Monday, February 16, 2004

Hi Katherine,
Your comments about the unspoken elements in a story seems to fit right with your experience with the anger issue family. It seems like, at least when you are with them, that their anger is an unspoken element in their story, for whatever reason. It may be that they can't accept it, it might be that you are a minister and therefore someone that they have to protect, or it may be that they are just overwhelmed and numbed out and don't even know they are feeling those things. But, for whatever reason, their is a part of their story that is unspoken and which you may hear in other ways, but which may or may not be available to them in their relationship with themselves at this point, or with you. So, there is a challenge here to seen what you can hear speaking out of their silence (the sort of thing that your tradition speaks much of). Of course, one shouldn't make assumptions, but as I was saying earlier, you were picking up something emotionally when you were in the room with them, and that is data that you might want, in this case or when it happens in other cases, to take note of and be curious about when you see the people in subsequent meetings.
Getting to Erikson, I have always found his stages helpful in a general way of looking for what seems to be the sort of thing that is usually going on with a person because of where they are in life at the time that I meet them. Of course, it is not always foolproof, but the developmental tasks of coming to the ability to trust, be autonomous, take initiative, be industrious, for indentity, intimacy, productivity, and meaning have a validity, in my perspective, that is hard to quarrel with. I know that it is popular to criticize everything that hasn't been written since yesterday as male oriented, and to some extent that is true, but at I think that if you make a few adjustments in the order of the stages, perhaps that men do identity first and intimacy second, while women might do intimacy first and identity second, it seems to be a helpful way to think, particularly because it discusses human development as a function of the nature of relationships. Maybe one could put Erikson alongside Carol Gilligan to get a balance but still maintain the stage development principle. I would be interested in hearing what the objections are that others have been making, so that we might discuss them a little.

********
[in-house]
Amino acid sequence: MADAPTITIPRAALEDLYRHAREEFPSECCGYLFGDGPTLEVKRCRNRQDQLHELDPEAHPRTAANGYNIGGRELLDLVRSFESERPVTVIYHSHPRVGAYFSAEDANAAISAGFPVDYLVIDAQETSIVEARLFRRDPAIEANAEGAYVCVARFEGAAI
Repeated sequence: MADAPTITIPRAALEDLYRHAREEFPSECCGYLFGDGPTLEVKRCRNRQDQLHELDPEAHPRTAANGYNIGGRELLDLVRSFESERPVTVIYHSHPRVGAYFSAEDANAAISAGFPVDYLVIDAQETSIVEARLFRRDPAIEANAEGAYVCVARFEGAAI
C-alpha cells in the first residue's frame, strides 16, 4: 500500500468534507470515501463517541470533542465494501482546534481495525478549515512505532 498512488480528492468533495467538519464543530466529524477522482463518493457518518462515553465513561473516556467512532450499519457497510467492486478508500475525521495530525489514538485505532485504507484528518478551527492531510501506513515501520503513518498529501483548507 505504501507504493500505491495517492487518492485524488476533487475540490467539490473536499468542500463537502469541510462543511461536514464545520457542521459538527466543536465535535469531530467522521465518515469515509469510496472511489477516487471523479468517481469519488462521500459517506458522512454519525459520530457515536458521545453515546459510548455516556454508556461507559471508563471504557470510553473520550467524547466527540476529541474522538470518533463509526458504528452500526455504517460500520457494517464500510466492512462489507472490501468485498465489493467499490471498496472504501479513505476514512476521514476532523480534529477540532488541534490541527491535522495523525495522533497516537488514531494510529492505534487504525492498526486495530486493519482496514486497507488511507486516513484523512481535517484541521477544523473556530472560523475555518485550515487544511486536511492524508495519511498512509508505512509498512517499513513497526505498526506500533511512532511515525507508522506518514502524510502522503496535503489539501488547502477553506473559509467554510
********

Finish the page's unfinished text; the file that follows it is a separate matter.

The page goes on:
I think that what White and Epson did with letter writing may be exactly what counselors are doing nowadays with email contact. I am aware that I now maintain contact with therapy clients in Washington on a fairly regular basis, because there are several of them that I used to see twice a week when I was there all the time. Drawing on the narrative approach, I ask them to send me narrative descriptions of what is going on with them while I am away so that when I come into town and meeting with them they don't have to spend all their time bringing me up to speed. What seems to happen though is beyond just getting information. When they have to construct a narrative that they put into an email, they are working through issues by trying to communicate them. It is the narrative way of thinking. They are constructing their story in order to email it to me.
That is probably enough for tonight. I need to come up to Indy tomorrow to meet with the licensing board. Me may be in the same neighborhood for a while.


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